The abortion debate
Sir, – Both Government and Sinn Féin members of the Oireachtas would do well to pay attention to your poll finding (Home News, June 13th),namely that 48 per cent of those polled on the proposed abortion legislation disagreed or were undecided regarding the substantive “suicide” clause.
Are we to believe the above-mentioned Oireachtas members are fundamentally different in their opinions to their Fianna Fáil colleagues (half of whom if not more are expected to vote against the legislation under their party’s belated “free vote” policy)? Is your paper in any way concerned at this democratic deficit in the pursuance of Government’s policy?
Far from the company of the “Liberator” Daniel O’Connell, as suggested by Stephen Collins (Opinion, June 15th), Taoiseach Enda Kenny’s strategy of cowing party opposition to the legislation rings of a bleak modus operandi more suited to the Catholic hierarchy he famously and justly condemned two short years ago.
The Taoiseach cannot be left unchallenged, save by a few brave voices in his own and other parties. He should practise what he preaches and allow a free vote on this flawed legislation, which if enacted will I believe lessen the spirit of our society. – Yours, etc,
Dr PASCAL O’DEA,
Bagenalstown, Co Carlow.
Sir, – When Prof Sabaratnam Arulkumaran (chairman of the review team regarding the death of Savita Halappanavar, Home News, June 14th) was asked whether “. . .the law should permit termination of pregnancy where there was a threat to the health and not just to the life of the mother”, his answer was a very simple and clear “Yes”. Crucially, he said later in the article, that “there were situations where a mother’s health only was threatened but which could escalate rapidly into a situation where her health would be permanently damaged”.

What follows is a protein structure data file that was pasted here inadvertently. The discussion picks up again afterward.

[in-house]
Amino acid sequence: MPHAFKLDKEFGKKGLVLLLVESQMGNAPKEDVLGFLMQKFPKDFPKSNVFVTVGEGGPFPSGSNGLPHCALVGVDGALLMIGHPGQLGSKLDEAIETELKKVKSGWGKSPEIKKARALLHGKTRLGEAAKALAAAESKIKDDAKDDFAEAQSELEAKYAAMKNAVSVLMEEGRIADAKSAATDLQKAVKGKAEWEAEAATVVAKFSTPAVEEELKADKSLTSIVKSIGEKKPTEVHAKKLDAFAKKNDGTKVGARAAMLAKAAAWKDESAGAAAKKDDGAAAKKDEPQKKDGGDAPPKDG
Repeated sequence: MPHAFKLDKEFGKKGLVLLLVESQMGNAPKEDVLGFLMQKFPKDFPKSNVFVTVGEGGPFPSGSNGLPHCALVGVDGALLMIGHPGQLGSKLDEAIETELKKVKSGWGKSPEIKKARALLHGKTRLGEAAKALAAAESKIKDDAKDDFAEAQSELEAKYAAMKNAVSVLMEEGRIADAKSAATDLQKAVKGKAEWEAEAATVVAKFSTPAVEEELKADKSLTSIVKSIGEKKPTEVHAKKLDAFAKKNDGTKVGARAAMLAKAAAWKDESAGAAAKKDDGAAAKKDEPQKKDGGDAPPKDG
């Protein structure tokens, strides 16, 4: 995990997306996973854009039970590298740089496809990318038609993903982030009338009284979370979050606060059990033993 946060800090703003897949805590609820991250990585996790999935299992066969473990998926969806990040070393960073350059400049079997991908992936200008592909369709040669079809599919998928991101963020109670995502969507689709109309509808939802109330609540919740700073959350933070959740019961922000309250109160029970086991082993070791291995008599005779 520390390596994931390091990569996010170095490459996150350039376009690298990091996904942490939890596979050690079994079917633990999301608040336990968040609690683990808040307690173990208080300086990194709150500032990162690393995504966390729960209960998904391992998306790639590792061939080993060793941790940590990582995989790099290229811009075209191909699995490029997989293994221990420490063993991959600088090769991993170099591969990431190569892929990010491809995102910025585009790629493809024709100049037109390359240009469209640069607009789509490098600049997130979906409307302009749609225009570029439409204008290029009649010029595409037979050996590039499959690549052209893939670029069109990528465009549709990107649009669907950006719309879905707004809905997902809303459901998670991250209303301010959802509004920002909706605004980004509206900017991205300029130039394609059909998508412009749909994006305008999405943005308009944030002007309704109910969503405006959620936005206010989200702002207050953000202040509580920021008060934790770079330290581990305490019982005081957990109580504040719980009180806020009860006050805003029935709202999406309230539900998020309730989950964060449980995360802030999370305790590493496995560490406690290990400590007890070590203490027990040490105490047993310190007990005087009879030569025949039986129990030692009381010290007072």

In the same edition, Joe Humphreys outlined the main points of the abortion Bill. Having read his summary carefully I could find no reference to the distinction pointed out by Prof Arulkumaran about making legal provision for the health of the mother. I have looked at other sources, but the current abortion Bill does not seem to address this issue.
It seems to me that by side-stepping this issue now and not including a provision to secure the health of a pregnant woman, the current legislators are leaving the country wide open to further problems down the line. We could easily find ourselves back in the European courts and facing another divisive debate and another referendum.
Clearly common sense should tell us to make sure this does not happen. If we do find ourselves “here” again, it will be on the back of a great deal of suffering and misery endured by yet more women in Ireland. Personally, I think we have had enough and I would urge all those in a position to make a difference to please stand up now and say the abortion Bill needs more work. It will not be ready until women’s health is protected as well. – Yours, etc,
Rathmines, Dublin 6.